What Hi Fi Sound and Vision Mon, 20 Dec 2010, 3:00pm

Sharp LC-60LE925

Tested at £3300
60100
3

Improved rivals see the Sharp go down to three stars – but it’s still a fine 3D TV

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For

  • Vibrant but natural colours
  • decent detail and contrast
  • good scaler
  • reasonable sound

Against

  • Reflective panel
  • no Freeview HD
  • backlight isn’t even
  • iffy EPG
  • imperfect motion

Sharp’s last big win in these pages was some time ago, there have recently been a couple of models that have impressed us – including this one. 

The thing is, while back in January this looked like a rather affordable big-screen 3D display, the appearances of similarly sized and supremely comptent rivals have altered the playing field, and the Sharp doesn’t look like quite as good a deal.

It does look rather fine in its own right, though. It’s nice that Sharp hasn’t tried to copy Samsung or Sony styling, instead going for a unique, round-edged design that looks smart and stylish without looking hard and aggressive. 

The decision to go with a heavily mirrored panel is slightly less successful: reflections help make your room look bigger (so certain floppy-haired TV interior-design pundits tell us, anyway), but the last thing you want to see during the dark scenes of The Town is your own mug gurning back at you.

Keep the lights down low, though, and the Sharp does have a good go with Blu-rays.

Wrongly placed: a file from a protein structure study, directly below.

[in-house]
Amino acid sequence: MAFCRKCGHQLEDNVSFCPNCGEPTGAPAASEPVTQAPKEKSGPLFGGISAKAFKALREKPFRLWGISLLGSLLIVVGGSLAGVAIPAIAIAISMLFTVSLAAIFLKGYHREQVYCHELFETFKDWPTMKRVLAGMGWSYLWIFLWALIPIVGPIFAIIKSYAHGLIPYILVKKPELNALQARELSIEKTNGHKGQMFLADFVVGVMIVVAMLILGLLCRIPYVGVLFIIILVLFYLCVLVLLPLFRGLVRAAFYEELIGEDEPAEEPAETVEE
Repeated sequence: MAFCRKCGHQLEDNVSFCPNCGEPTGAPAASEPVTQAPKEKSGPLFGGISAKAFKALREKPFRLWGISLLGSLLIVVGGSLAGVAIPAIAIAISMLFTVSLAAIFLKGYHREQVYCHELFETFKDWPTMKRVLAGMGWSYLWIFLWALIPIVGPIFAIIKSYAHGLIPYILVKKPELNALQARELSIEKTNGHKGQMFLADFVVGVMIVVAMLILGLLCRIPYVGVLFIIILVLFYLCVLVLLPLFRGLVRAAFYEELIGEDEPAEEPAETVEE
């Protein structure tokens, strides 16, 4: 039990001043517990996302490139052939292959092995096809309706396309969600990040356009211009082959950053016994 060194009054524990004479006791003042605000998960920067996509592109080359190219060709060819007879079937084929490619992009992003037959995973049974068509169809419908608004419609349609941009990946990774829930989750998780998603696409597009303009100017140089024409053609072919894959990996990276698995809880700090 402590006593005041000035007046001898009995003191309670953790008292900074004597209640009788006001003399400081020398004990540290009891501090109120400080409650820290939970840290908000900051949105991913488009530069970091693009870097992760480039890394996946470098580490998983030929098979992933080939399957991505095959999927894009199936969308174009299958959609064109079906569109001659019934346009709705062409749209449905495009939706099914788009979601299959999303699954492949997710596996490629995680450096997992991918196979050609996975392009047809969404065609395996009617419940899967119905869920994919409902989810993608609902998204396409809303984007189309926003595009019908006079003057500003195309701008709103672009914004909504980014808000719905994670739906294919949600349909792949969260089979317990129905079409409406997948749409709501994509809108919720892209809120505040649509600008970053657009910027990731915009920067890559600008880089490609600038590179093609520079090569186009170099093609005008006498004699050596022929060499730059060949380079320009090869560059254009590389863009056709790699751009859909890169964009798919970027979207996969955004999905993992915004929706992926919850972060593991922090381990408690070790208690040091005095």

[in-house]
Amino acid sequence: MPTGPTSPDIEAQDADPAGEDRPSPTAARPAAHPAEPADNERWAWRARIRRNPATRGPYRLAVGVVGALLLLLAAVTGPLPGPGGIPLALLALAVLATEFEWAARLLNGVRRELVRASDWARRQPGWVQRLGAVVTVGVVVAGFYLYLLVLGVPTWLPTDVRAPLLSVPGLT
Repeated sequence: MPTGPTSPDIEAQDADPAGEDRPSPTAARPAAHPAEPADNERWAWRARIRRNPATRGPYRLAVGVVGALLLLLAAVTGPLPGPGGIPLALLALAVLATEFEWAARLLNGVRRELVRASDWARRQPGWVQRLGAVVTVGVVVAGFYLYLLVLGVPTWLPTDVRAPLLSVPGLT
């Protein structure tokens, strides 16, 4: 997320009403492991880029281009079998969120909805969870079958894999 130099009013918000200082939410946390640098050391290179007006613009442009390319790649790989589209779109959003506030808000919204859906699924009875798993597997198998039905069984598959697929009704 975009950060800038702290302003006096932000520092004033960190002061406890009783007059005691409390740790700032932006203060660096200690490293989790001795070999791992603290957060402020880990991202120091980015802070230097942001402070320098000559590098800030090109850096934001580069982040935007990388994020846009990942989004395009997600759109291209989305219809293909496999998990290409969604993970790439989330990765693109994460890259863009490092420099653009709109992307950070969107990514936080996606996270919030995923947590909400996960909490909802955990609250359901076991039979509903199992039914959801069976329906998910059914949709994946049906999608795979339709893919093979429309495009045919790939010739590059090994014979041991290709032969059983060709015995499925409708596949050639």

It sharply defines the interiors of houses, exhibits vibrancy and control in its representation of all the colours on display, and digs up plenty of detail in dark corners. 

The worn, lined face of the late, great Pete Postlethwaite, meanwhile, looks almost 3D – without even needing the special specs.

Strong with panning
The Sharp’s motion processing has much in common with its rivals, in that it’s strong with slow panning shots, but a little weaker with the kind of fast, unpredictable motion that you find in The Town’s opening heist.

While its backlight is capable of producing very decent contrast levels, it suffers from just a touch of unevenness that, while only visible in extremely dark pictures, is still a shame nonetheless.

When you do switch to 3D there’s a bit of smear to motion and some irritating crosstalk, but generally it’s a punchy, colourful and well-defined image with decent overall picture depth. 

Blacks are deep, too, though we wouldn’t mind a little more insight into them.

The lack of a Freeview HD tuner is, of course disappointing, but the Sharp does a respectable job of upscaling standard-definition content. 

It is a shame too that the programme guide and menus are cluttered and slow to respond. 

We can see what the company was going for – an icon system with drop-down options, à la Sony’s XrossMediaBar – but it misses the mark trying to cram too much in.

There’s still a lot to like
You’ll get used to it, we’re sure, but there’s no denying that the menu system should be a little prettier and more intuitive. 

Still, at least you can keep watching a program in the mini window – which on this telly is still 45in!

The Sharp is, obviously, just as good now as it was before – it’s just that those pesky rivals have forced us to re-evaluate its star rating.

Don’t discount it, though, especially if you find it with a nice discount.

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